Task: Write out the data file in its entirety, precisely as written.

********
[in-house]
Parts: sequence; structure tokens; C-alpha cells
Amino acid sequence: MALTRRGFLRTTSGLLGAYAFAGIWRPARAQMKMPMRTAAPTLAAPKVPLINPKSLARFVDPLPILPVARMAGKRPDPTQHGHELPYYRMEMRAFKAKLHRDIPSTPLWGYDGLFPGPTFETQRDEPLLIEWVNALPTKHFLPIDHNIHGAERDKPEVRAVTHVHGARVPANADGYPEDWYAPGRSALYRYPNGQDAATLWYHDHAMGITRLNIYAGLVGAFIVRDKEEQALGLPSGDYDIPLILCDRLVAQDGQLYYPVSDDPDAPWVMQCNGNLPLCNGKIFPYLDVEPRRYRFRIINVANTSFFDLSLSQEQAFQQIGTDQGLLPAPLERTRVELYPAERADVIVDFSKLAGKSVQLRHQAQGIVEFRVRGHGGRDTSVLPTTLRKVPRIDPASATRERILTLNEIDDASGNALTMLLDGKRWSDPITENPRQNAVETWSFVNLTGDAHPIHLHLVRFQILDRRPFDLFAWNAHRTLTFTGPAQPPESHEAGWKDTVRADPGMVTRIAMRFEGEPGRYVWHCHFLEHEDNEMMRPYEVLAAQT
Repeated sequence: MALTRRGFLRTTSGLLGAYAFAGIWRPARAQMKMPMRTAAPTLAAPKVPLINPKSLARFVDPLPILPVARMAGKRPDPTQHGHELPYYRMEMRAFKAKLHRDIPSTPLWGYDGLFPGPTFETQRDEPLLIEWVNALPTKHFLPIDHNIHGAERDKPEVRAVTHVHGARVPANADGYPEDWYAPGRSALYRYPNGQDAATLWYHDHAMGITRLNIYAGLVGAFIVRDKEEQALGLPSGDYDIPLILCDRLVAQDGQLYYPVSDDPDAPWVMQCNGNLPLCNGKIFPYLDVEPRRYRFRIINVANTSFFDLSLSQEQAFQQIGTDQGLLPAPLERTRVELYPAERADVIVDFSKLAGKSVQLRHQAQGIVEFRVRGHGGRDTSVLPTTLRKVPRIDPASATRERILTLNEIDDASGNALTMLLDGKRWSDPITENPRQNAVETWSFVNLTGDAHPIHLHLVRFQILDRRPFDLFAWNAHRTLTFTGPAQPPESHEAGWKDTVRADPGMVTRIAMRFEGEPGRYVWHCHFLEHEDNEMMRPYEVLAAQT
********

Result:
[in-house]
Parts: sequence; structure tokens; C-alpha cells
Amino acid sequence: MALTRRGFLRTTSGLLGAYAFAGIWRPARAQMKMPMRTAAPTLAAPKVPLINPKSLARFVDPLPILPVARMAGKRPDPTQHGHELPYYRMEMRAFKAKLHRDIPSTPLWGYDGLFPGPTFETQRDEPLLIEWVNALPTKHFLPIDHNIHGAERDKPEVRAVTHVHGARVPANADGYPEDWYAPGRSALYRYPNGQDAATLWYHDHAMGITRLNIYAGLVGAFIVRDKEEQALGLPSGDYDIPLILCDRLVAQDGQLYYPVSDDPDAPWVMQCNGNLPLCNGKIFPYLDVEPRRYRFRIINVANTSFFDLSLSQEQAFQQIGTDQGLLPAPLERTRVELYPAERADVIVDFSKLAGKSVQLRHQAQGIVEFRVRGHGGRDTSVLPTTLRKVPRIDPASATRERILTLNEIDDASGNALTMLLDGKRWSDPITENPRQNAVETWSFVNLTGDAHPIHLHLVRFQILDRRPFDLFAWNAHRTLTFTGPAQPPESHEAGWKDTVRADPGMVTRIAMRFEGEPGRYVWHCHFLEHEDNEMMRPYEVLAAQT
Repeated sequence: MALTRRGFLRTTSGLLGAYAFAGIWRPARAQMKMPMRTAAPTLAAPKVPLINPKSLARFVDPLPILPVARMAGKRPDPTQHGHELPYYRMEMRAFKAKLHRDIPSTPLWGYDGLFPGPTFETQRDEPLLIEWVNALPTKHFLPIDHNIHGAERDKPEVRAVTHVHGARVPANADGYPEDWYAPGRSALYRYPNGQDAATLWYHDHAMGITRLNIYAGLVGAFIVRDKEEQALGLPSGDYDIPLILCDRLVAQDGQLYYPVSDDPDAPWVMQCNGNLPLCNGKIFPYLDVEPRRYRFRIINVANTSFFDLSLSQEQAFQQIGTDQGLLPAPLERTRVELYPAERADVIVDFSKLAGKSVQLRHQAQGIVEFRVRGHGGRDTSVLPTTLRKVPRIDPASATRERILTLNEIDDASGNALTMLLDGKRWSDPITENPRQNAVETWSFVNLTGDAHPIHLHLVRFQILDRRPFDLFAWNAHRTLTFTGPAQPPESHEAGWKDTVRADPGMVTRIAMRFEGEPGRYVWHCHFLEHEDNEMMRPYEVLAAQT